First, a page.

Deductive reasoning is the same as top-down reasoning, where someone looks at generalizations first and then figures out what the details of those would be.
Often it could just be a guess what the details are since you might be inferring the details instead of finding evidence.
I would say that this type of logic can apply to any type of thinking. For instance, even if I am just moving the mouse of a computer I could think of it in two ways (deductive or inductive). The deductive way of thinking would be something like 'I am moving the mouse of the computer, my arm causes it to move and those are the movements it makes' and the inductive way would be 'these are the movements my computer mouse is making, I must be deciding to move the mouse - I am directing its movements'. With the deductive method, the idea of you came before the realization you were making detailed movements, and with the inductive method the opposite occurred.
My example is different from more obvious or straightforward examples of deductive and inductive reasoning, where it is clear what the generalization is and what the details are. I would say that it is still a good example, however, it is just more subjective. The idea 'I am moving the mouse' is the main idea, and the detail is 'the mouse is moving, those are the movements it is making'. The reason the movements of the mouse are the details is because that is where more description can be described.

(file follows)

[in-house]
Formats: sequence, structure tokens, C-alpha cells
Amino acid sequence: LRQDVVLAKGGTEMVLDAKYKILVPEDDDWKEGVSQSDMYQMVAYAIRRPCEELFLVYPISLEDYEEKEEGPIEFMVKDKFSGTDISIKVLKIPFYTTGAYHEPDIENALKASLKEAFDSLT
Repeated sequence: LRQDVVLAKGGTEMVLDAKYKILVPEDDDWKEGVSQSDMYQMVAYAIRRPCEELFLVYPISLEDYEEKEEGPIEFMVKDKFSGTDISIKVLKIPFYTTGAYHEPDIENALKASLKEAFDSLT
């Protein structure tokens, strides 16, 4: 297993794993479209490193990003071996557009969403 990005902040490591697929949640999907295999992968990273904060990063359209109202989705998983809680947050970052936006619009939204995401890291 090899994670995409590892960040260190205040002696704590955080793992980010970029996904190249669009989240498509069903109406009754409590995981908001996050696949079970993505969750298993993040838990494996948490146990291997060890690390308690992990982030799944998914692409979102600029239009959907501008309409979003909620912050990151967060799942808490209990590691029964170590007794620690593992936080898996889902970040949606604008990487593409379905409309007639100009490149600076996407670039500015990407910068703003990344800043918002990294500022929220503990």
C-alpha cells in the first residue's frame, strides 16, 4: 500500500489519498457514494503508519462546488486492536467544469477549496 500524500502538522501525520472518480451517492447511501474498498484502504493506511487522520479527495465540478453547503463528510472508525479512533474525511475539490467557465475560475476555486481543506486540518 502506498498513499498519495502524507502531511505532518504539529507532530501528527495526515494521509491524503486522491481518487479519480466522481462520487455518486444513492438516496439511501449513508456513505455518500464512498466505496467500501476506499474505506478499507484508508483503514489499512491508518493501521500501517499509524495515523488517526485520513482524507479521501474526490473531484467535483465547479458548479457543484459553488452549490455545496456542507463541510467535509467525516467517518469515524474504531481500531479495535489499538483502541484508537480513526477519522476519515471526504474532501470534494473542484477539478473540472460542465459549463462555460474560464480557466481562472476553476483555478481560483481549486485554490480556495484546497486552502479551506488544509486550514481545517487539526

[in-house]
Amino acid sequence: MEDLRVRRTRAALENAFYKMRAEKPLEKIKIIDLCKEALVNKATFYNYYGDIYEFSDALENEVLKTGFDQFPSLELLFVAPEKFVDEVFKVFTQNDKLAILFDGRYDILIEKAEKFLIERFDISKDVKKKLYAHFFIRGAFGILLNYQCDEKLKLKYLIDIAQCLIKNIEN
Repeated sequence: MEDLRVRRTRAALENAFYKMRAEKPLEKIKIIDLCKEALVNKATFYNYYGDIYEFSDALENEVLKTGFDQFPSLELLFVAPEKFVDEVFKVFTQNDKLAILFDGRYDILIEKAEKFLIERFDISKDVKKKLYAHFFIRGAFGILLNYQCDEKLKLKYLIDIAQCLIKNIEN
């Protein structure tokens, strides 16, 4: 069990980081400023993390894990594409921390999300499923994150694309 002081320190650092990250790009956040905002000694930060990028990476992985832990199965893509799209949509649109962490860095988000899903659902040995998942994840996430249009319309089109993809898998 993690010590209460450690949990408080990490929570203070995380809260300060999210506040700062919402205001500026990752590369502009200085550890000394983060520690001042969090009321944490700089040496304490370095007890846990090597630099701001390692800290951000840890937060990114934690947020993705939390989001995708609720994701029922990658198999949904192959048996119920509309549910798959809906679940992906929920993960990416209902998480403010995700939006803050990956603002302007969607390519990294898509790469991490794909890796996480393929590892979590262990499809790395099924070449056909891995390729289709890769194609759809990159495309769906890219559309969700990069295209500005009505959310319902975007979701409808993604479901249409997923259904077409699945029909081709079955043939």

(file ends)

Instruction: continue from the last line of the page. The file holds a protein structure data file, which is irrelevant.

That example of deductive reasoning is subjective, however. A more typical example would be one with a concretely broad idea and it would be clear that detail was inferred from it. With my example, however, you could say that the opposite is true and that the general idea is that 'the mouse is moving', and the detail is that 'I am moving the mouse' (instead of the opposite). It looks like it depends on which idea comes first. Whichever idea comes first the human mind would assess is the more generalized idea that needs to be supported. - That idea itself is significant because people could form delusions, or imagine what the details are or what the other side of the story is simply because they heard one idea first.
Things can be viewed in more than one way
A fundamental element of reasoning is that a different idea can be viewed many different ways. This is different from simply listing the significant factors - viewing something differently means changing the subjective perspective you have on something, while listing significant factors could be categorized under one perspective. Therefore the two elements of information is content and angle (subjectivity). This painting is an example - the dramatized colors change how the painting is perceived.
All art is subjective
All of art is subjective, actually since it is highly dependent on subjective opinions. This doesn't mean that art isn't scientific and conveys information, however. Notice how in the image below there are obscure, abstract patterns yet the detail works together to convey more complex patterns and images.